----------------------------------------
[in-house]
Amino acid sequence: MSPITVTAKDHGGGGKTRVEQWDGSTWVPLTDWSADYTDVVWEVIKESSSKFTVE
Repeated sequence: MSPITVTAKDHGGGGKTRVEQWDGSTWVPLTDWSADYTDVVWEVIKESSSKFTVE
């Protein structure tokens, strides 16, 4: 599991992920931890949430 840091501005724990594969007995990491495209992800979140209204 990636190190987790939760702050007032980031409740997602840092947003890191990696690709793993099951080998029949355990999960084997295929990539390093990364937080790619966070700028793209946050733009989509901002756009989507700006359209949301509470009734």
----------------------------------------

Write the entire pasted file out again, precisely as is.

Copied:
[in-house]
Amino acid sequence: MSPITVTAKDHGGGGKTRVEQWDGSTWVPLTDWSADYTDVVWEVIKESSSKFTVE
Repeated sequence: MSPITVTAKDHGGGGKTRVEQWDGSTWVPLTDWSADYTDVVWEVIKESSSKFTVE
């Protein structure tokens, strides 16, 4: 599991992920931890949430 840091501005724990594969007995990491495209992800979140209204 990636190190987790939760702050007032980031409740997602840092947003890191990696690709793993099951080998029949355990999960084997295929990539390093990364937080790619966070700028793209946050733009989509901002756009989507700006359209949301509470009734």